Castos was formed in 2017 around the Seriously Simple Podcasting plugin, a popular way of self-hosting podcasts. Castos added analytics, hosting, and an embeddable media player, and now provides automated transcription, a simple website, and allows content to be republished to YouTube.
On top of this, the company also provides podcast editing services.
Built by long-time podcaster and developer Dan Benjamin, using the years of experience he gained running 5by5.tv (both content and infrastructure), Fireside is a solid service for those who take their podcast seriously.
Along with audio hosting, analytics and a website for your podcast, Fireside also provides rich show notes, allowing for the addition of host and guest bios, and a blog. If your podcast has multiple hosts who aren’t on every episode, you can specify the hosts that appear on a per-episode basis, and visitors to your website can see who hosted which ones.
For Benjamin, podcasting means going live-to-tape, and having show notes with lots of links, so Fireside has tools that make it easy to gather links to the topics you discuss, while you record.
If you’re relatively new to podcasting, or you just like badges, there’s a lightly gamified element to the Fireside content management system, that lets you earn achievements for reaching important milestones.
Founded in 2018, Transistor is a relative newcomer to the hosting space, and has since leant its services to some big names including VH-1, Basecamp, and Kickstarter.
Although not as full-featured as others, lacking an adequate podcast website or IAB-compliant metrics, for professionals looking for affordable hosting for a podcast whose website is handled elsewhere – or where the podcast forms part of a larger offering – Transistor is easy-to-use and lightning-fast to launch with.
The service was born out of one of the founders’ work projects, so it carries the DNA of a service meant for companies that are using a podcast as part of a wider media strategy. In that respect, it’s not a good fit for hobbyists and beginners, but its no-nonsense interface makes it a good pick for busy show runners.
The Podcode podcast, the audio version of the Podcode.tv channel, is hosted with Transistor.
Anchor began its life in a way not dissimilar to Clubhouse: an audio sharing tool frequented by Silicon Valley investors and growth hackers. In 2018 it pivoted to providing free podcast hosting, and has remained a popular choice for beginners and those wanting to save money.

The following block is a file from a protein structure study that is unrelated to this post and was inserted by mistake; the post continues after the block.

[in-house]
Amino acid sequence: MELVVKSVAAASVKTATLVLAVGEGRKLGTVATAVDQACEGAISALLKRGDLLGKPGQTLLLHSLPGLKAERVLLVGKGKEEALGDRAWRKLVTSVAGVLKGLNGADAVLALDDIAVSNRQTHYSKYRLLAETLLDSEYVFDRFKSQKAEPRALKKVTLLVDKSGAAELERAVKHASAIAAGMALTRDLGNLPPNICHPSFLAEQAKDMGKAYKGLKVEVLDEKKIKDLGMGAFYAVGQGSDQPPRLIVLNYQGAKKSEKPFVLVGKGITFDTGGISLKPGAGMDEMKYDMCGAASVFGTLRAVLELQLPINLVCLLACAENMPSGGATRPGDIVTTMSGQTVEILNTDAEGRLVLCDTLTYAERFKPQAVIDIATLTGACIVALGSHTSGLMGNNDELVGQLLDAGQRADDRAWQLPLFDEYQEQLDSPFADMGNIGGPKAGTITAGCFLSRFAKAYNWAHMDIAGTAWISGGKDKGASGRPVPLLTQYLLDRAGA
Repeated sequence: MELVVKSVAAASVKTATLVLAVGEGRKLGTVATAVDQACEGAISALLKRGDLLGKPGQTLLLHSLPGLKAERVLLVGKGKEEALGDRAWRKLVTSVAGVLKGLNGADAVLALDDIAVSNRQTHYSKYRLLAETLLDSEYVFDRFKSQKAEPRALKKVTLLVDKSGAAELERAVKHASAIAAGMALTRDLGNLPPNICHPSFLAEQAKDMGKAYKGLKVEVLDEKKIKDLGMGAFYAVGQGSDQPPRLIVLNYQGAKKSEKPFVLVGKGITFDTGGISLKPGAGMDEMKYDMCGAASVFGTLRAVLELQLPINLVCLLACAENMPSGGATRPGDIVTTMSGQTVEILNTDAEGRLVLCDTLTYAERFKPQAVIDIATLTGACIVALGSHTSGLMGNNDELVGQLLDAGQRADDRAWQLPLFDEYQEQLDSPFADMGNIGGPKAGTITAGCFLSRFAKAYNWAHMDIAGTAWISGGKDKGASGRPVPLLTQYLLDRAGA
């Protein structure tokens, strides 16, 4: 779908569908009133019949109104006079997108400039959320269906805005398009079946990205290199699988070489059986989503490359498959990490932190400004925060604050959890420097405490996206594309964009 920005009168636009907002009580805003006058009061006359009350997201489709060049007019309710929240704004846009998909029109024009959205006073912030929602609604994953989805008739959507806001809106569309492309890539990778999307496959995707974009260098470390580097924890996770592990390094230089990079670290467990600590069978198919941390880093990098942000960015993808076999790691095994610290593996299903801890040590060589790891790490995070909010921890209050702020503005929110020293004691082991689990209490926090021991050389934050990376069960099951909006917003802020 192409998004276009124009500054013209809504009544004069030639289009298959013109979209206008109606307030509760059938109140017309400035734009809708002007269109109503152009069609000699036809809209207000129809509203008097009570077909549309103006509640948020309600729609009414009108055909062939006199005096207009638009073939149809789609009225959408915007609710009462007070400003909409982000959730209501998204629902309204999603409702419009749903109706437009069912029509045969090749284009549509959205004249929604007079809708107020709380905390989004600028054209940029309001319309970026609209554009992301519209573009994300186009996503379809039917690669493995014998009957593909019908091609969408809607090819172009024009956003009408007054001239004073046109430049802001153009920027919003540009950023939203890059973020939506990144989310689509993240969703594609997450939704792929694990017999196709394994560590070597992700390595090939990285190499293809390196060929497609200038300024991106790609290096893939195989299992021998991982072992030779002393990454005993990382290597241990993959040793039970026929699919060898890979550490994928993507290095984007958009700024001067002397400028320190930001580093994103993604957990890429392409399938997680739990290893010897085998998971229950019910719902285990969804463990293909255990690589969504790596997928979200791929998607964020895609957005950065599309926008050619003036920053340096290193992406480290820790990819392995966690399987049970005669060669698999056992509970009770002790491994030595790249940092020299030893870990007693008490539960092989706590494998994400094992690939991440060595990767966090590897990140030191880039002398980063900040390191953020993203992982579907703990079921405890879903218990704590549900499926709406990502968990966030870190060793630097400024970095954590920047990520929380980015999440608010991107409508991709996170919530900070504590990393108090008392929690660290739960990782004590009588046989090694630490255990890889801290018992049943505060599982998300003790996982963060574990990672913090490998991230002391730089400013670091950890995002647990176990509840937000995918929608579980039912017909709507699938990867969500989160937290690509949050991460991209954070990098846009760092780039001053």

Anchor has a well-considered mobile app that makes content production easy, however it’s geared more towards a style of podcasting that doesn’t really offer value or sustainability: a sort of call-in talk show with added music, thanks to Spotify. This offering adds confusion into the market, as it leads people to think that commercial music can be used in podcasts, and that the “podcasts” produced through the Anchor app can be heard on any app (which they can’t).
Anchor is simply a low-friction way to upload content that can be serialised via RSS. Onboarding is simple, and every podcast gets a cute single webpage. In that way, it’s a solid choice for those who use a podcast as a highlights package of a live Zoom call, Crowdcast show, or who are repurposing audio from a YouTube channel, since its lack of features or useful analytics essentially make it a hard-drive with an RSS attachment.
Spotify bought the product in early 2019, and it’s now IAB compliant, so although the metrics are fairly high-level, the numbers themselves should be accurate. It’s important to them since Anchor relies on DAI to make money.
Pinecast began life in 2015, and its original code was made available to read and fork on Github. It was created by Matt Basta, a software engineer who would go on to work at Stripe Connect, which gave Pinecast an advantage in making it easy for podcasters to collect donations from listeners.